The other aspect of the feast is the essential part, the concept that the feast teaches us. What is the meaning of the Cross and of the Exaltation of the Cross? As you see, in every church we raise it up above the iconostasis, in the hope that we will raise it up in our life! What is the importance of the Cross? And why do Christians hold fast to their faith in the Cross? This is an important and central question. The faith of the Christian in the Cross is not faith in a piece of wood or metal or in the sign of the cross. It is faith in the crucified one, in the Lord Jesus. This is why in our Church we do not use the Cross without the one crucified and so the cross in our church is either painted or engraved because our faith is that the Lord Jesus Christ is God and not only man. For this reason he is able to save us, since he saved us through his death on the Cross, where he manifested his ultimate love. He suffered and was crucified for our sake. You heard in this gospel passage this important phrase that we also say in the divine liturgy, if we listen closely to the hymns, “You loved your world so much that you sacrificed your only-begotten son so that those who believe in him will not perish but will have eternal life.” The Apostle John says, “God so loved the world that He gave His only-begotten son so that whosoever believes in him will not perish but have eternal life.” God manifested His ultimate love for the world, for every one of us, for those within the Church and those outside it, for every Christian and for every person in the world! Our Creator who created existence came and manifested His love for the whole world. Eternal life is the life that transcends this earthly life and it transcends death because for the Christian there is no death, since death is always tied to the Resurrection and suffering is tied to joy. There is no joy without suffering. There is no resurrection without death. This is why we also say, “Having seen the Resurrection of Christ let us bow down to the Holy Lord who alone is free of sin… To your Cross, O Christ, we bow down and we glorify your Resurrection.” We also say, “Through the Cross joy came to the whole world.” For this reason we hold fast to the Cross and wear it upon our breasts. Every baptized person is given a cross by their godfather to accompany him throughout his life. One who knows to bear the Cross and to bear the pains of this world, to be patient with them without grumbling, will have joy, because through your cross comes joy, not the joy of this passing world, but true joy, and one who believes in Christ crucified will acquire true, eternal joy and when he reposes will be transported to eternal life. Amen.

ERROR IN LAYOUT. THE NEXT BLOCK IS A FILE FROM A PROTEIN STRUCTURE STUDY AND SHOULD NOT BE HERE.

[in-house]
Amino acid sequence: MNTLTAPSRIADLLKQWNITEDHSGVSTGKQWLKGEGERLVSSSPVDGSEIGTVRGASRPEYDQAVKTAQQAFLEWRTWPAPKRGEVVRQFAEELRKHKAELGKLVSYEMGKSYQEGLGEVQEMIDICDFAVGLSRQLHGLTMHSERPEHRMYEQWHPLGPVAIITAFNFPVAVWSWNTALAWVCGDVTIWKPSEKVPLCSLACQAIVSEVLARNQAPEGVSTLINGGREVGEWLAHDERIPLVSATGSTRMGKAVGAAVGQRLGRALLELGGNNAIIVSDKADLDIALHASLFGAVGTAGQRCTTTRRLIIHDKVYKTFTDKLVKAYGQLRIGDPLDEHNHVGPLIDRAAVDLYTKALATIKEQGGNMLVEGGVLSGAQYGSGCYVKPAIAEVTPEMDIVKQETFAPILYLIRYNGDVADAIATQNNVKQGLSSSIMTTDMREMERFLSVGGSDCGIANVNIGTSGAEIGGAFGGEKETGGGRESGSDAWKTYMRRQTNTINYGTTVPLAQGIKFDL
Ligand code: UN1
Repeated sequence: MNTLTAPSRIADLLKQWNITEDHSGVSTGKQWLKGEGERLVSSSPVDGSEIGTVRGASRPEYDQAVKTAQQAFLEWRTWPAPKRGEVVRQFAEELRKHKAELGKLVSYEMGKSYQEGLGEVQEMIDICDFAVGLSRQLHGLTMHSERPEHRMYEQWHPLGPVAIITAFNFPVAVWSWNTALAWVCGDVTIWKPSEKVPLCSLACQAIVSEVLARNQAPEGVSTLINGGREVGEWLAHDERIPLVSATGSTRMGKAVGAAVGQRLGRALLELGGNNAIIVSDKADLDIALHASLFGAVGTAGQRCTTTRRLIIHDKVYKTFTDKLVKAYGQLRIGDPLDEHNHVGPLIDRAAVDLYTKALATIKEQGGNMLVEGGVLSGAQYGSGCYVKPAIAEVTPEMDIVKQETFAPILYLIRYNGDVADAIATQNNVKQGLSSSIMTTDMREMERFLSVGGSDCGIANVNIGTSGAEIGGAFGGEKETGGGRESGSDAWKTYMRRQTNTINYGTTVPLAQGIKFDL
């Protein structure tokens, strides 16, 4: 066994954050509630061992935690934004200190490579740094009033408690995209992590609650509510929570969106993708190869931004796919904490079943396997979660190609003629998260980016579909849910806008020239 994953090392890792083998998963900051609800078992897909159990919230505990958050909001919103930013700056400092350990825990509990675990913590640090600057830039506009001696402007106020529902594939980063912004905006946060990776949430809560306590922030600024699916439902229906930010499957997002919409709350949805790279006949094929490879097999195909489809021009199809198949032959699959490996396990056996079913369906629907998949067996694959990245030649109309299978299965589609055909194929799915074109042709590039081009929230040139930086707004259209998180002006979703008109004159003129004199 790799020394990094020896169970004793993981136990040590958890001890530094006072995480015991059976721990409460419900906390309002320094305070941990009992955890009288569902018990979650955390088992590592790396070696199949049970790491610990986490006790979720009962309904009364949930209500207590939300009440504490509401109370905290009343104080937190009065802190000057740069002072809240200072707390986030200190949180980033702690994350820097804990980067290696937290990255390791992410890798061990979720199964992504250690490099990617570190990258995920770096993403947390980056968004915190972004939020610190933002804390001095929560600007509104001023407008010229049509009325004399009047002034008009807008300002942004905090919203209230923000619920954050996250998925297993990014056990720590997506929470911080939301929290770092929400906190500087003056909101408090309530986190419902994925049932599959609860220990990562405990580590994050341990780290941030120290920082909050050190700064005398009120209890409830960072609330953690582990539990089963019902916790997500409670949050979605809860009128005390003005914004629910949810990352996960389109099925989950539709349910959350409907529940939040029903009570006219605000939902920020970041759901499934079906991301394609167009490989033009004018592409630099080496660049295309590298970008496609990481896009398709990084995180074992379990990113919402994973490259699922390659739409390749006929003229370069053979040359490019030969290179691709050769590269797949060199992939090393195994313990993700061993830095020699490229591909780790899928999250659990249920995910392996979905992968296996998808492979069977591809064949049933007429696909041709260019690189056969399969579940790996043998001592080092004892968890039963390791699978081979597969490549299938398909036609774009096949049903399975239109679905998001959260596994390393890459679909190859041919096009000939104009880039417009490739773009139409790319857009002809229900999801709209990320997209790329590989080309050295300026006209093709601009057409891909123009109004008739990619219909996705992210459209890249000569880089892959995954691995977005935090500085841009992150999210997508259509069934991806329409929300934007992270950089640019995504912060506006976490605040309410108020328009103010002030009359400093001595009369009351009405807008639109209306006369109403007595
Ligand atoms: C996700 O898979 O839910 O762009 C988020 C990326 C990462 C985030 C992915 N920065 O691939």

This sermon was originally given on September 14, 2011 at Holy Cross Church, el-Danniyeh. The Arabic original can be found here.

In the name of the Father and the Son and the Holy Spirit, amen.

Today is the Feast of the Elevation of the Holy, Honorable Cross. You heard today in this gospel passage that talks about the Crucifixion about how the Lord Jesus was lifted up and died on the Cross. During the year, there are a number of feasts for the Cross. In the middle of Lent we commemorate the Cross and during the Summer we commemorate the Elevation of the Cross.

Our faith is that the Lord Jesus is the Son of God. He is God who became man and did not abandon his divinity. The Jews crucified him because he claimed to be equal to the Father, that is equal to God. We believe that the Lord Jesus is man and is God and that he is our God. But why does our God die no the Cross?! The great, basic reason for this death is his love for man who fell in the time of Adam through the trickery of the serpent, who symbolizes the devil and evil.